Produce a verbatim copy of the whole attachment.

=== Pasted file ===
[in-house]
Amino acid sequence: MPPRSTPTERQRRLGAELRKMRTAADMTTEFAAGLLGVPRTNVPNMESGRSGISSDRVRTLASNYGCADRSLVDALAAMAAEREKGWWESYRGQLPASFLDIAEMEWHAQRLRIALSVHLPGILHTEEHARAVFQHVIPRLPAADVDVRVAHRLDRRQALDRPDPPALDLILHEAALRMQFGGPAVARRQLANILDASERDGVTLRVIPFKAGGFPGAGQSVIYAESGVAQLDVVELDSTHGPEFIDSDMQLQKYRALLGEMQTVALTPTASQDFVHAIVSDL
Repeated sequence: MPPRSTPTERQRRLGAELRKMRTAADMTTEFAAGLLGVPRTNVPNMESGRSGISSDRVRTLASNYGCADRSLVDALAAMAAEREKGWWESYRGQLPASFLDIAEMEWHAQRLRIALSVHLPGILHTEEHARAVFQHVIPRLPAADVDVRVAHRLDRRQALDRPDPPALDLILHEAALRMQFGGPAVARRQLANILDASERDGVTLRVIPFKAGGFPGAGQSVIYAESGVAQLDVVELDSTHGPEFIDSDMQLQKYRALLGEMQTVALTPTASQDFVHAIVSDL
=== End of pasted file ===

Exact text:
[in-house]
Amino acid sequence: MPPRSTPTERQRRLGAELRKMRTAADMTTEFAAGLLGVPRTNVPNMESGRSGISSDRVRTLASNYGCADRSLVDALAAMAAEREKGWWESYRGQLPASFLDIAEMEWHAQRLRIALSVHLPGILHTEEHARAVFQHVIPRLPAADVDVRVAHRLDRRQALDRPDPPALDLILHEAALRMQFGGPAVARRQLANILDASERDGVTLRVIPFKAGGFPGAGQSVIYAESGVAQLDVVELDSTHGPEFIDSDMQLQKYRALLGEMQTVALTPTASQDFVHAIVSDL
Repeated sequence: MPPRSTPTERQRRLGAELRKMRTAADMTTEFAAGLLGVPRTNVPNMESGRSGISSDRVRTLASNYGCADRSLVDALAAMAAEREKGWWESYRGQLPASFLDIAEMEWHAQRLRIALSVHLPGILHTEEHARAVFQHVIPRLPAADVDVRVAHRLDRRQALDRPDPPALDLILHEAALRMQFGGPAVARRQLANILDASERDGVTLRVIPFKAGGFPGAGQSVIYAESGVAQLDVVELDSTHGPEFIDSDMQLQKYRALLGEMQTVALTPTASQDFVHAIVSDL